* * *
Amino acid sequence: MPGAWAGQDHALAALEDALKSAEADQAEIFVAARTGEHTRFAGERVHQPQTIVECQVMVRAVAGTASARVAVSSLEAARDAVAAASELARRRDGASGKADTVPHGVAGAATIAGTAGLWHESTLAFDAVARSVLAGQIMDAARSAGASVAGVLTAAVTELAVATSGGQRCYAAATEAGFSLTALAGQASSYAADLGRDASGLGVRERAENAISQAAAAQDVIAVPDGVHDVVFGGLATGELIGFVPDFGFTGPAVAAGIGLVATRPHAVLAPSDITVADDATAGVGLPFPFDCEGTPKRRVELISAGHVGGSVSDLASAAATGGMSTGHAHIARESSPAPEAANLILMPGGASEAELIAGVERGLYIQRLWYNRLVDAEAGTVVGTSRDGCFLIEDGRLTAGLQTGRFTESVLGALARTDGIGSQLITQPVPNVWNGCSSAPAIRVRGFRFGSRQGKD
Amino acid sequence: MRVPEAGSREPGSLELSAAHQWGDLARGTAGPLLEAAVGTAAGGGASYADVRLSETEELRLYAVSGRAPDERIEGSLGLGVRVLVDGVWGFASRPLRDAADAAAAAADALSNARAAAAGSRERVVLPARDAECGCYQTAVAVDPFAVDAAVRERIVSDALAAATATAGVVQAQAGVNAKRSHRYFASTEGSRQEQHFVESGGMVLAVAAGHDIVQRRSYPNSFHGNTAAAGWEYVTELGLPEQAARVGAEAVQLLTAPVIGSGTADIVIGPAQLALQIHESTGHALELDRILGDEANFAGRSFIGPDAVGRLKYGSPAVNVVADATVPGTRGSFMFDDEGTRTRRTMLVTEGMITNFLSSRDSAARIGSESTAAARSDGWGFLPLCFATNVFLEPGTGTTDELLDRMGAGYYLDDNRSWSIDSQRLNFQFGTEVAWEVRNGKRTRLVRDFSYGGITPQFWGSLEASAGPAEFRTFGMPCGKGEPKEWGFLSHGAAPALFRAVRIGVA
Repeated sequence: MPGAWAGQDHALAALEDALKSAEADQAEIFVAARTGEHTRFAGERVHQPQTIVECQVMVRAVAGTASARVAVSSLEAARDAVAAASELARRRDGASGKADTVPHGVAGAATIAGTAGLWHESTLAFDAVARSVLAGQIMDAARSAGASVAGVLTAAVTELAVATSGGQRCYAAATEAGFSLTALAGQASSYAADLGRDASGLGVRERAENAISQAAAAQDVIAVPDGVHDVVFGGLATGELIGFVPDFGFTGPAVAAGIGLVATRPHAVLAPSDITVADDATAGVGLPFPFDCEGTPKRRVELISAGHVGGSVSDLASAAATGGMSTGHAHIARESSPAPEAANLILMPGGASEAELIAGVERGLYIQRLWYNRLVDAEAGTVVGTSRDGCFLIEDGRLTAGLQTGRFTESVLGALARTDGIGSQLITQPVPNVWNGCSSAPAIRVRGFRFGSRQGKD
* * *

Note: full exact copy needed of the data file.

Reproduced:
Amino acid sequence: MPGAWAGQDHALAALEDALKSAEADQAEIFVAARTGEHTRFAGERVHQPQTIVECQVMVRAVAGTASARVAVSSLEAARDAVAAASELARRRDGASGKADTVPHGVAGAATIAGTAGLWHESTLAFDAVARSVLAGQIMDAARSAGASVAGVLTAAVTELAVATSGGQRCYAAATEAGFSLTALAGQASSYAADLGRDASGLGVRERAENAISQAAAAQDVIAVPDGVHDVVFGGLATGELIGFVPDFGFTGPAVAAGIGLVATRPHAVLAPSDITVADDATAGVGLPFPFDCEGTPKRRVELISAGHVGGSVSDLASAAATGGMSTGHAHIARESSPAPEAANLILMPGGASEAELIAGVERGLYIQRLWYNRLVDAEAGTVVGTSRDGCFLIEDGRLTAGLQTGRFTESVLGALARTDGIGSQLITQPVPNVWNGCSSAPAIRVRGFRFGSRQGKD
Amino acid sequence: MRVPEAGSREPGSLELSAAHQWGDLARGTAGPLLEAAVGTAAGGGASYADVRLSETEELRLYAVSGRAPDERIEGSLGLGVRVLVDGVWGFASRPLRDAADAAAAAADALSNARAAAAGSRERVVLPARDAECGCYQTAVAVDPFAVDAAVRERIVSDALAAATATAGVVQAQAGVNAKRSHRYFASTEGSRQEQHFVESGGMVLAVAAGHDIVQRRSYPNSFHGNTAAAGWEYVTELGLPEQAARVGAEAVQLLTAPVIGSGTADIVIGPAQLALQIHESTGHALELDRILGDEANFAGRSFIGPDAVGRLKYGSPAVNVVADATVPGTRGSFMFDDEGTRTRRTMLVTEGMITNFLSSRDSAARIGSESTAAARSDGWGFLPLCFATNVFLEPGTGTTDELLDRMGAGYYLDDNRSWSIDSQRLNFQFGTEVAWEVRNGKRTRLVRDFSYGGITPQFWGSLEASAGPAEFRTFGMPCGKGEPKEWGFLSHGAAPALFRAVRIGVA
Repeated sequence: MPGAWAGQDHALAALEDALKSAEADQAEIFVAARTGEHTRFAGERVHQPQTIVECQVMVRAVAGTASARVAVSSLEAARDAVAAASELARRRDGASGKADTVPHGVAGAATIAGTAGLWHESTLAFDAVARSVLAGQIMDAARSAGASVAGVLTAAVTELAVATSGGQRCYAAATEAGFSLTALAGQASSYAADLGRDASGLGVRERAENAISQAAAAQDVIAVPDGVHDVVFGGLATGELIGFVPDFGFTGPAVAAGIGLVATRPHAVLAPSDITVADDATAGVGLPFPFDCEGTPKRRVELISAGHVGGSVSDLASAAATGGMSTGHAHIARESSPAPEAANLILMPGGASEAELIAGVERGLYIQRLWYNRLVDAEAGTVVGTSRDGCFLIEDGRLTAGLQTGRFTESVLGALARTDGIGSQLITQPVPNVWNGCSSAPAIRVRGFRFGSRQGKD